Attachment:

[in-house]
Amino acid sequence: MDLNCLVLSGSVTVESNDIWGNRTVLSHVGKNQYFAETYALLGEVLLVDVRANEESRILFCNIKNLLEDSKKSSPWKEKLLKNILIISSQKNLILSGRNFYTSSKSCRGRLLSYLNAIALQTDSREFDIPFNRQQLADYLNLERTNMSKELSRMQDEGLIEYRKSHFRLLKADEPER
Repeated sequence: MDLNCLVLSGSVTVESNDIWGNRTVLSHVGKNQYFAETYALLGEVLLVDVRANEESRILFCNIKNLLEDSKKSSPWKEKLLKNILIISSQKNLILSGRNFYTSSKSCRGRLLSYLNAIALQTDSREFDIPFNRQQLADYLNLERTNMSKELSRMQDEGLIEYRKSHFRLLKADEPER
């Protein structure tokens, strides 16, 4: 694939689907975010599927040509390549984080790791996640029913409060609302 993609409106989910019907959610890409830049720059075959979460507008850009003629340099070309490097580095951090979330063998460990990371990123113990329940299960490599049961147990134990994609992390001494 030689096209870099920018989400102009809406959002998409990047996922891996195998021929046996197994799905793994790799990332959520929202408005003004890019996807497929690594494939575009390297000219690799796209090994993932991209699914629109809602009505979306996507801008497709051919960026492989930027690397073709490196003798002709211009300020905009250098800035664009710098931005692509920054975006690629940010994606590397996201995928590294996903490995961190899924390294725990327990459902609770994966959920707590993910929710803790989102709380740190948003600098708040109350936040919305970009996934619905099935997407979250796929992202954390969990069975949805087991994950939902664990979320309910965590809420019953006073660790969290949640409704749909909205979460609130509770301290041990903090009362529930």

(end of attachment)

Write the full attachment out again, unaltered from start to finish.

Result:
[in-house]
Amino acid sequence: MDLNCLVLSGSVTVESNDIWGNRTVLSHVGKNQYFAETYALLGEVLLVDVRANEESRILFCNIKNLLEDSKKSSPWKEKLLKNILIISSQKNLILSGRNFYTSSKSCRGRLLSYLNAIALQTDSREFDIPFNRQQLADYLNLERTNMSKELSRMQDEGLIEYRKSHFRLLKADEPER
Repeated sequence: MDLNCLVLSGSVTVESNDIWGNRTVLSHVGKNQYFAETYALLGEVLLVDVRANEESRILFCNIKNLLEDSKKSSPWKEKLLKNILIISSQKNLILSGRNFYTSSKSCRGRLLSYLNAIALQTDSREFDIPFNRQQLADYLNLERTNMSKELSRMQDEGLIEYRKSHFRLLKADEPER
């Protein structure tokens, strides 16, 4: 694939689907975010599927040509390549984080790791996640029913409060609302 993609409106989910019907959610890409830049720059075959979460507008850009003629340099070309490097580095951090979330063998460990990371990123113990329940299960490599049961147990134990994609992390001494 030689096209870099920018989400102009809406959002998409990047996922891996195998021929046996197994799905793994790799990332959520929202408005003004890019996807497929690594494939575009390297000219690799796209090994993932991209699914629109809602009505979306996507801008497709051919960026492989930027690397073709490196003798002709211009300020905009250098800035664009710098931005692509920054975006690629940010994606590397996201995928590294996903490995961190899924390294725990327990459902609770994966959920707590993910929710803790989102709380740190948003600098708040109350936040919305970009996934619905099935997407979250796929992202954390969990069975949805087991994950939902664990979320309910965590809420019953006073660790969290949640409704749909909205979460609130509770301290041990903090009362529930």